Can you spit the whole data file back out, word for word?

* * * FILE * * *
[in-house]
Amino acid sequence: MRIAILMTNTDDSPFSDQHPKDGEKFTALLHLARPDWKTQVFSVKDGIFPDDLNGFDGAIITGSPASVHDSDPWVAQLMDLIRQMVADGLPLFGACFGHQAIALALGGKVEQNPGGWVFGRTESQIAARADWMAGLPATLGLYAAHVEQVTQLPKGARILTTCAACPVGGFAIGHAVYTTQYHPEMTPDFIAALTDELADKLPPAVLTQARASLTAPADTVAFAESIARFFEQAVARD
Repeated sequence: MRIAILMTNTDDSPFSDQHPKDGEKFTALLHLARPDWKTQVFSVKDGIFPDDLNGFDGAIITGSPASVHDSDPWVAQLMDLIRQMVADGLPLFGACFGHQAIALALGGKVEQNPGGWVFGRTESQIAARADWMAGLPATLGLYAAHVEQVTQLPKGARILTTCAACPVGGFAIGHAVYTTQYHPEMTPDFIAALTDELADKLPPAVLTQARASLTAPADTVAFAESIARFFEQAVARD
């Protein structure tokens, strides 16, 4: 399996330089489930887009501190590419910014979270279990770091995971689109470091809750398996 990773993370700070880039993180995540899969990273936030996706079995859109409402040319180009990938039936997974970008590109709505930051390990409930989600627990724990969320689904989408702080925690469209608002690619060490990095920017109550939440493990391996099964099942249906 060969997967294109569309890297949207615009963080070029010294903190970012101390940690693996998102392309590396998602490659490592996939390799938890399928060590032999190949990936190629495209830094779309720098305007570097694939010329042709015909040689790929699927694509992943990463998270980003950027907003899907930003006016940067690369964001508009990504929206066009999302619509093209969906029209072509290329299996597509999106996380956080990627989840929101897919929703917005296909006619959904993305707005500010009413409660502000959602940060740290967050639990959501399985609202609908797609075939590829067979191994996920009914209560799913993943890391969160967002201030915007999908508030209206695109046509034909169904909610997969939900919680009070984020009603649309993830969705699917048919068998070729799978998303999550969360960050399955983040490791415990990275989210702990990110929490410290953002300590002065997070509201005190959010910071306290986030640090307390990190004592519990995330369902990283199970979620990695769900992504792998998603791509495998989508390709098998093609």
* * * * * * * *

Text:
[in-house]
Amino acid sequence: MRIAILMTNTDDSPFSDQHPKDGEKFTALLHLARPDWKTQVFSVKDGIFPDDLNGFDGAIITGSPASVHDSDPWVAQLMDLIRQMVADGLPLFGACFGHQAIALALGGKVEQNPGGWVFGRTESQIAARADWMAGLPATLGLYAAHVEQVTQLPKGARILTTCAACPVGGFAIGHAVYTTQYHPEMTPDFIAALTDELADKLPPAVLTQARASLTAPADTVAFAESIARFFEQAVARD
Repeated sequence: MRIAILMTNTDDSPFSDQHPKDGEKFTALLHLARPDWKTQVFSVKDGIFPDDLNGFDGAIITGSPASVHDSDPWVAQLMDLIRQMVADGLPLFGACFGHQAIALALGGKVEQNPGGWVFGRTESQIAARADWMAGLPATLGLYAAHVEQVTQLPKGARILTTCAACPVGGFAIGHAVYTTQYHPEMTPDFIAALTDELADKLPPAVLTQARASLTAPADTVAFAESIARFFEQAVARD
């Protein structure tokens, strides 16, 4: 399996330089489930887009501190590419910014979270279990770091995971689109470091809750398996 990773993370700070880039993180995540899969990273936030996706079995859109409402040319180009990938039936997974970008590109709505930051390990409930989600627990724990969320689904989408702080925690469209608002690619060490990095920017109550939440493990391996099964099942249906 060969997967294109569309890297949207615009963080070029010294903190970012101390940690693996998102392309590396998602490659490592996939390799938890399928060590032999190949990936190629495209830094779309720098305007570097694939010329042709015909040689790929699927694509992943990463998270980003950027907003899907930003006016940067690369964001508009990504929206066009999302619509093209969906029209072509290329299996597509999106996380956080990627989840929101897919929703917005296909006619959904993305707005500010009413409660502000959602940060740290967050639990959501399985609202609908797609075939590829067979191994996920009914209560799913993943890391969160967002201030915007999908508030209206695109046509034909169904909610997969939900919680009070984020009603649309993830969705699917048919068998070729799978998303999550969360960050399955983040490791415990990275989210702990990110929490410290953002300590002065997070509201005190959010910071306290986030640090307390990190004592519990995330369902990283199970979620990695769900992504792998998603791509495998989508390709098998093609």